Hibiki Japanese Harmony

Hibiki Japanese Harmony

Hibiki is a whisky that I haven’t tried in a very long time. It means a lot to me though. I would even dare say it was crucial in my whisky discovery, among the three whiskies that sparked my interest around 25 years ago. Of course back then it was a relatively affordable option, but it led me to specialized stores nonetheless (where Guy Boyen turned the spark into a proper fire). While I don’t expect it to have the same impact as it had in my early days, I do think this belated review is well deserved.

Due to the popularity, Suntory discontinued the 12 year old version in 2015 and replaced it with the current Hibiki Japanese Harmony without an age statement. Although most Hibiki expressions returned a few years later, they are now significantly more expensive. The whisky is still not available in high volumes, but a couple of limited editions were launched, like Master’s Select and Blossom Harmony.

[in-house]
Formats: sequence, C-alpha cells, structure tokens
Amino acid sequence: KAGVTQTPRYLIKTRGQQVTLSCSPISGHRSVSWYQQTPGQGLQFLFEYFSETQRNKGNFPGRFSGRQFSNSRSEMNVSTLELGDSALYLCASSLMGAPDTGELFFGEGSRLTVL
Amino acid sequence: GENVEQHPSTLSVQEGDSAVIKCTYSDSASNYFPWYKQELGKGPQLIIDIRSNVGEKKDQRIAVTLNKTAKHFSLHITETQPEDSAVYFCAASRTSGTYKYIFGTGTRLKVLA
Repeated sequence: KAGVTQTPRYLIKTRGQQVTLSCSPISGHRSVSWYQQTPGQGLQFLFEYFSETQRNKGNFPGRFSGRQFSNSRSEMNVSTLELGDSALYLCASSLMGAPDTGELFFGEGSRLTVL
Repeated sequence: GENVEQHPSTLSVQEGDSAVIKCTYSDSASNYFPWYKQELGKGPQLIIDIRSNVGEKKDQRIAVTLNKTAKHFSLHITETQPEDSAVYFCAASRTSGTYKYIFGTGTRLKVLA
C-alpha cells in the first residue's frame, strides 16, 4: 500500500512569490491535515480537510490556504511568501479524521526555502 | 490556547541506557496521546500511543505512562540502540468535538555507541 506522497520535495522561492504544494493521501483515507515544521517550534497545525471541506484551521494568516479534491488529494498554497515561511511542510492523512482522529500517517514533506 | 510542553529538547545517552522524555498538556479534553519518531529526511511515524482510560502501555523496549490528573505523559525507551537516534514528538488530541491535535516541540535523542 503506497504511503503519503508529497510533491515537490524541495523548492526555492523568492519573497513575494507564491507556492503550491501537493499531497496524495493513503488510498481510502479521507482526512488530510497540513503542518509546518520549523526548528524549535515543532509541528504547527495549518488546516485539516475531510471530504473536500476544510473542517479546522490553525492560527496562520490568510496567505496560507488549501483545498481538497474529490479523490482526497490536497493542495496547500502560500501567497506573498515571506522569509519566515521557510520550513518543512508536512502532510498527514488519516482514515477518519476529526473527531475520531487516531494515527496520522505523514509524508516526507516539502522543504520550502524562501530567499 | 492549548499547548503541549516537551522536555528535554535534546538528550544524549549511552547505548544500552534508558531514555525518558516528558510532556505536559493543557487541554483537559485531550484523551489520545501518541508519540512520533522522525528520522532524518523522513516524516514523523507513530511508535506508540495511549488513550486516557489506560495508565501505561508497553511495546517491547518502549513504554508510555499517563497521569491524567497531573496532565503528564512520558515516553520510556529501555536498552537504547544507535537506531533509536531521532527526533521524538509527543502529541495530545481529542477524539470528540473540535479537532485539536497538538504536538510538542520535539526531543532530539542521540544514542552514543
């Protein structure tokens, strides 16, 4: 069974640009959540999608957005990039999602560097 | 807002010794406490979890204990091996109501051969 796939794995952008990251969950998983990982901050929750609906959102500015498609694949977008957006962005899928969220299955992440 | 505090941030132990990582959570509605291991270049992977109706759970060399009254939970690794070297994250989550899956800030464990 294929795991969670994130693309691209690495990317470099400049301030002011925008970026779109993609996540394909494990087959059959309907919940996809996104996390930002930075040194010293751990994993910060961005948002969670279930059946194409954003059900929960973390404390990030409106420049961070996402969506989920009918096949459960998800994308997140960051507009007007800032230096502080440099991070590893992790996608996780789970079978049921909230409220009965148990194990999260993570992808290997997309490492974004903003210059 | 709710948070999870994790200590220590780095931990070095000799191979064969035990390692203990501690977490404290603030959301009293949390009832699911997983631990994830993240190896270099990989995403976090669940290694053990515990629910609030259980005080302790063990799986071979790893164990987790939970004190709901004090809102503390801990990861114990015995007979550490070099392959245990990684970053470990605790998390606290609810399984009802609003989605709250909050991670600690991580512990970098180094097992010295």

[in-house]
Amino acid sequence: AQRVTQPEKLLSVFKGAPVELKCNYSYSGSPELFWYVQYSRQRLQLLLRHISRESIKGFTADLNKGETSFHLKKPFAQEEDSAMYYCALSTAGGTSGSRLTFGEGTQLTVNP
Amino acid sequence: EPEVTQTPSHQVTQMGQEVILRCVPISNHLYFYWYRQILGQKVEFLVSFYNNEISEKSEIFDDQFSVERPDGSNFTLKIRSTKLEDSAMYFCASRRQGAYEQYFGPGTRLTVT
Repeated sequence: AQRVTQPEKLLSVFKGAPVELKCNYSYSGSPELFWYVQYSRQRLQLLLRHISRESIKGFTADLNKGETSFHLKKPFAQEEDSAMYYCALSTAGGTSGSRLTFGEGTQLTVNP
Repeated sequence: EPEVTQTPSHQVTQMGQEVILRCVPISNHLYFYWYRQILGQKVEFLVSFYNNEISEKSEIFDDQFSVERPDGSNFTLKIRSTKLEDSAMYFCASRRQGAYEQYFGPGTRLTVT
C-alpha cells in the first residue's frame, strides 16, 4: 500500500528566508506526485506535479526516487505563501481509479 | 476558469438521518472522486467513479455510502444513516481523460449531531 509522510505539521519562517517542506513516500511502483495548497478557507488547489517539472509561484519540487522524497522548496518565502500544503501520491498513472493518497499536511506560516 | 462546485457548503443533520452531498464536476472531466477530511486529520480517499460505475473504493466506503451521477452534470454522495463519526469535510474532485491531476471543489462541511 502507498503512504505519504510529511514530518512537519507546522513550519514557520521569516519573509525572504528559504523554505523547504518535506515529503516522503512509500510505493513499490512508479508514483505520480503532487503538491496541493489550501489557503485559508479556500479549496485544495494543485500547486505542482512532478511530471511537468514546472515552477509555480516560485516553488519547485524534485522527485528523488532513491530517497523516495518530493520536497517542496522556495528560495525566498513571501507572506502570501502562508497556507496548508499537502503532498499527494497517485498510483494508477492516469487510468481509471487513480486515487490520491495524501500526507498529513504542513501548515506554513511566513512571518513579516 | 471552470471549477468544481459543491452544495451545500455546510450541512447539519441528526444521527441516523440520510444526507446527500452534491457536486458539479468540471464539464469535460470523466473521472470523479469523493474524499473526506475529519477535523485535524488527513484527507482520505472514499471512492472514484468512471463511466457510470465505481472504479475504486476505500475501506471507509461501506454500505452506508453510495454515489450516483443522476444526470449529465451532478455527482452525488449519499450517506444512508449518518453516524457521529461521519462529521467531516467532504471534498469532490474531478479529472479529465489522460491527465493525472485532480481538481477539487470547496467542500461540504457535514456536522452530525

Hibiki Japanese Harmony contains malt and grain whisky from Yamazaki, Hakushu and Chita distilleries. The spirit ages in five types of casks, including rare Japanese oak Mizunara, as well as sherry and bourbon casks.


Hibiki Japanese Harmony (43%, OB +/- 2023)

Nose: nice and fresh. Vibrant lemons, green apples and nectarines, with natural vanilla. Then light honey, candied orange peel and whiffs of sandalwood in the distance. Hints of jasmine, which makes it even more Japanese in my opinion. Over time woody notes come forward, with fresh oak shavings and grassy notes. Pleasant.

Mouth: smooth indeed, finding a good balance between clear oaky notes (vanilla, white pepper, oak shavings) and fruity sweetness (pear, orange). Plenty of biscuity hints in the middle, as well as dried ginger and a little coconut cream. At this point it becomes a little generic, with echoes of old grain whisky or bourbon whiskey. Sweet wood is taking the upper hand.

Finish: not too long, still focusing on the oaky flavours.

The nose of this Hibiki is classy and convincing – this should definitely make beginners interested in whisky. For real connoisseurs it is too generic on the palate though. A tad too focused on youngish woody notes as well. Overall this is a very polite and polished whisky, a reasonable entry-level choice if you find it at a good price. Available from several retailers, and cheaper in the UK than in mainland Europe. Check The Whisky Exchange or Master of Malt for instance.